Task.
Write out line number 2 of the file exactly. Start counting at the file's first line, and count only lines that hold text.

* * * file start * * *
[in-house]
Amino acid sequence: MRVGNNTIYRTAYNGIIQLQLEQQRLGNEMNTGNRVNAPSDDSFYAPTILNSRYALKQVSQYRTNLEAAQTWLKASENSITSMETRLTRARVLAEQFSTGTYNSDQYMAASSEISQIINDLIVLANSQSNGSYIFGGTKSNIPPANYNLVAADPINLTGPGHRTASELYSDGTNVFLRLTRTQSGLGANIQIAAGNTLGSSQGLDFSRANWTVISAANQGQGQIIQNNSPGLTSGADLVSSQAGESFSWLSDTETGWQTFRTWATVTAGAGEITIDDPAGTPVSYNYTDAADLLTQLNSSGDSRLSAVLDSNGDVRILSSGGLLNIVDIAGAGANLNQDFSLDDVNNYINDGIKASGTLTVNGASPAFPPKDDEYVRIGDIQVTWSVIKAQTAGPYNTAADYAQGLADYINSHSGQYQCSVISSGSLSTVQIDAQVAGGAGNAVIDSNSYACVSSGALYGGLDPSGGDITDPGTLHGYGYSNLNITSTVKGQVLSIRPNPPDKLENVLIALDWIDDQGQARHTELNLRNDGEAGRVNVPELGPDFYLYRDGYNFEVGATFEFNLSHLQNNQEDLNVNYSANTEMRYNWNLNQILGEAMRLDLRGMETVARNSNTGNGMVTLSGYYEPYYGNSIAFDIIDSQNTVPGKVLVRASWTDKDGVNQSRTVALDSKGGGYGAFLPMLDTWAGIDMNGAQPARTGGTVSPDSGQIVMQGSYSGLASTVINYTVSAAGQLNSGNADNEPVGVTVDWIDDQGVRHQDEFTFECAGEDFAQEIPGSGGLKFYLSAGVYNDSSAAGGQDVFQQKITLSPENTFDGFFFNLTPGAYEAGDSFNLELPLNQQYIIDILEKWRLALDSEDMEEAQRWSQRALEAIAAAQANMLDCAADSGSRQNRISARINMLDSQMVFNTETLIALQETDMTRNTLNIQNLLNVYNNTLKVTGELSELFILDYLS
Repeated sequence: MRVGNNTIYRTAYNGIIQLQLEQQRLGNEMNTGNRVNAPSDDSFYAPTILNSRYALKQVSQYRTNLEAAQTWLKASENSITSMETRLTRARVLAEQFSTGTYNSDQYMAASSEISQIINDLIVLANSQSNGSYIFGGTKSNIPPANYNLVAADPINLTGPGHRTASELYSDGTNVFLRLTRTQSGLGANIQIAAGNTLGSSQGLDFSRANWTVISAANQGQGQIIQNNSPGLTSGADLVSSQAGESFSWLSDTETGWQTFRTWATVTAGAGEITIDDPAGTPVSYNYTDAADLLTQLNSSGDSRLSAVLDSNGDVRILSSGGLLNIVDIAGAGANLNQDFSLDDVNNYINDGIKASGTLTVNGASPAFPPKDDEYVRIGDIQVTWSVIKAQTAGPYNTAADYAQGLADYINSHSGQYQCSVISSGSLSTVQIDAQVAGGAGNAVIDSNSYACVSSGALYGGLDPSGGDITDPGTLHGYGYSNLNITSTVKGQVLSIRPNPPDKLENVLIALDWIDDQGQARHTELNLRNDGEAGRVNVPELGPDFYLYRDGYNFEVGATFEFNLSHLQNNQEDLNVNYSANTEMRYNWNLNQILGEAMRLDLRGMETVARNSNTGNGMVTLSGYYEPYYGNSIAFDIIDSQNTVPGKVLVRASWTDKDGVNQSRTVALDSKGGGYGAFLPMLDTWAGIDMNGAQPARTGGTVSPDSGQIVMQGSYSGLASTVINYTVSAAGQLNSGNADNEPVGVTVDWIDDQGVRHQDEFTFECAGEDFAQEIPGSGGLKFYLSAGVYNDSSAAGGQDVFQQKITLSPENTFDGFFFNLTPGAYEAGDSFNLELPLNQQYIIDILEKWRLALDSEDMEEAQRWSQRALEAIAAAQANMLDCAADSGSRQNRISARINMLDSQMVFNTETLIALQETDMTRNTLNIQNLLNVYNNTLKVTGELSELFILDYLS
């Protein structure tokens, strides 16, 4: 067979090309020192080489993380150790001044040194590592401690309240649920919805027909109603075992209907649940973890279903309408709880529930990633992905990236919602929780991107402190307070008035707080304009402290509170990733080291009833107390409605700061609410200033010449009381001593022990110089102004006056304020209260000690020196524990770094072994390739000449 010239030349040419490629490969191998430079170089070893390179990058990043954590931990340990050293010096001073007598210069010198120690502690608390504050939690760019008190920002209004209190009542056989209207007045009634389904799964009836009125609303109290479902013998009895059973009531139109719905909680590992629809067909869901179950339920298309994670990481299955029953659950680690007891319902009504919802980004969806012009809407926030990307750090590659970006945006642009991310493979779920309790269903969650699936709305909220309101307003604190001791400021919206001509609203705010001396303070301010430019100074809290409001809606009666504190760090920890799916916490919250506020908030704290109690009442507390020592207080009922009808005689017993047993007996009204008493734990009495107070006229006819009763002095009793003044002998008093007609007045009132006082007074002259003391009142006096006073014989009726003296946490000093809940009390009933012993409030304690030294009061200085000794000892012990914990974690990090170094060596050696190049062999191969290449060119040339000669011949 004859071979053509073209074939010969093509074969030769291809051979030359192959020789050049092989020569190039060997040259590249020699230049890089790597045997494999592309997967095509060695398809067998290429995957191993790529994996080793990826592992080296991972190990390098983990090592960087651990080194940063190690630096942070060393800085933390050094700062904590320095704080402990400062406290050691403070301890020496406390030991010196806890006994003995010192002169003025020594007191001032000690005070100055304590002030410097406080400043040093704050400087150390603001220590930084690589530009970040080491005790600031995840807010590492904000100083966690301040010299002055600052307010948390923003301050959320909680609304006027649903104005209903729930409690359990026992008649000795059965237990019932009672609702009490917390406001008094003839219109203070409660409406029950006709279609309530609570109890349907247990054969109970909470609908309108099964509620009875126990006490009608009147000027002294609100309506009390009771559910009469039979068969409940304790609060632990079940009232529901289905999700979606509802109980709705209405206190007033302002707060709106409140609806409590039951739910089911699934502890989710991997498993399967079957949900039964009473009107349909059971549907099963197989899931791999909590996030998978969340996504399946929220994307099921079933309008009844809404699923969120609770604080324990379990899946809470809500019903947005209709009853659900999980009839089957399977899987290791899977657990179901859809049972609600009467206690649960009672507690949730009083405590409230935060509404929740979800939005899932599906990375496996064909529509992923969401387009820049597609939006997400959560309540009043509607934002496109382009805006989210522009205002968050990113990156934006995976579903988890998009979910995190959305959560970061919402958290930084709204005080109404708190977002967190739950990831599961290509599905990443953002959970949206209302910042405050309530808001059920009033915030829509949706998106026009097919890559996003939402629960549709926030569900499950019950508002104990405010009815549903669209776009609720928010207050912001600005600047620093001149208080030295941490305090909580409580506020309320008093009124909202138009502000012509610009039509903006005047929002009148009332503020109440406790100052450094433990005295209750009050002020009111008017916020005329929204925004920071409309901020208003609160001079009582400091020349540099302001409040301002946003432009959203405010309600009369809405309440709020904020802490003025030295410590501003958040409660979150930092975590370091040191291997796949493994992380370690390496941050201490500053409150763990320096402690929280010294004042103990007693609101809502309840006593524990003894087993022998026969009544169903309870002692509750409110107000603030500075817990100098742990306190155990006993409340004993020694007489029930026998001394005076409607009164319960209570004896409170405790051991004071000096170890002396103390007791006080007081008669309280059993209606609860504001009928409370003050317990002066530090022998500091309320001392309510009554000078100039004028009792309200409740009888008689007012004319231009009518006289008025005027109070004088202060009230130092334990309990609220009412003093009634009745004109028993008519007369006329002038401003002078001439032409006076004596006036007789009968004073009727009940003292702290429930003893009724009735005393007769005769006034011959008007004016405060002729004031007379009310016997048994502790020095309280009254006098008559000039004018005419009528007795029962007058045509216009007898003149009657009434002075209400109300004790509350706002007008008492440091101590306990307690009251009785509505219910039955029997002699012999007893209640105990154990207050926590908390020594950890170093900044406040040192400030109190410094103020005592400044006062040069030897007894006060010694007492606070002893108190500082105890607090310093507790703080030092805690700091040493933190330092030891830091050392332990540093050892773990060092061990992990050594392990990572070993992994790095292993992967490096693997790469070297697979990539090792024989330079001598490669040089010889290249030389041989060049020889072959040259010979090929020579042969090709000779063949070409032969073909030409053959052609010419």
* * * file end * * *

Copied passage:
Amino acid sequence: MRVGNNTIYRTAYNGIIQLQLEQQRLGNEMNTGNRVNAPSDDSFYAPTILNSRYALKQVSQYRTNLEAAQTWLKASENSITSMETRLTRARVLAEQFSTGTYNSDQYMAASSEISQIINDLIVLANSQSNGSYIFGGTKSNIPPANYNLVAADPINLTGPGHRTASELYSDGTNVFLRLTRTQSGLGANIQIAAGNTLGSSQGLDFSRANWTVISAANQGQGQIIQNNSPGLTSGADLVSSQAGESFSWLSDTETGWQTFRTWATVTAGAGEITIDDPAGTPVSYNYTDAADLLTQLNSSGDSRLSAVLDSNGDVRILSSGGLLNIVDIAGAGANLNQDFSLDDVNNYINDGIKASGTLTVNGASPAFPPKDDEYVRIGDIQVTWSVIKAQTAGPYNTAADYAQGLADYINSHSGQYQCSVISSGSLSTVQIDAQVAGGAGNAVIDSNSYACVSSGALYGGLDPSGGDITDPGTLHGYGYSNLNITSTVKGQVLSIRPNPPDKLENVLIALDWIDDQGQARHTELNLRNDGEAGRVNVPELGPDFYLYRDGYNFEVGATFEFNLSHLQNNQEDLNVNYSANTEMRYNWNLNQILGEAMRLDLRGMETVARNSNTGNGMVTLSGYYEPYYGNSIAFDIIDSQNTVPGKVLVRASWTDKDGVNQSRTVALDSKGGGYGAFLPMLDTWAGIDMNGAQPARTGGTVSPDSGQIVMQGSYSGLASTVINYTVSAAGQLNSGNADNEPVGVTVDWIDDQGVRHQDEFTFECAGEDFAQEIPGSGGLKFYLSAGVYNDSSAAGGQDVFQQKITLSPENTFDGFFFNLTPGAYEAGDSFNLELPLNQQYIIDILEKWRLALDSEDMEEAQRWSQRALEAIAAAQANMLDCAADSGSRQNRISARINMLDSQMVFNTETLIALQETDMTRNTLNIQNLLNVYNNTLKVTGELSELFILDYLS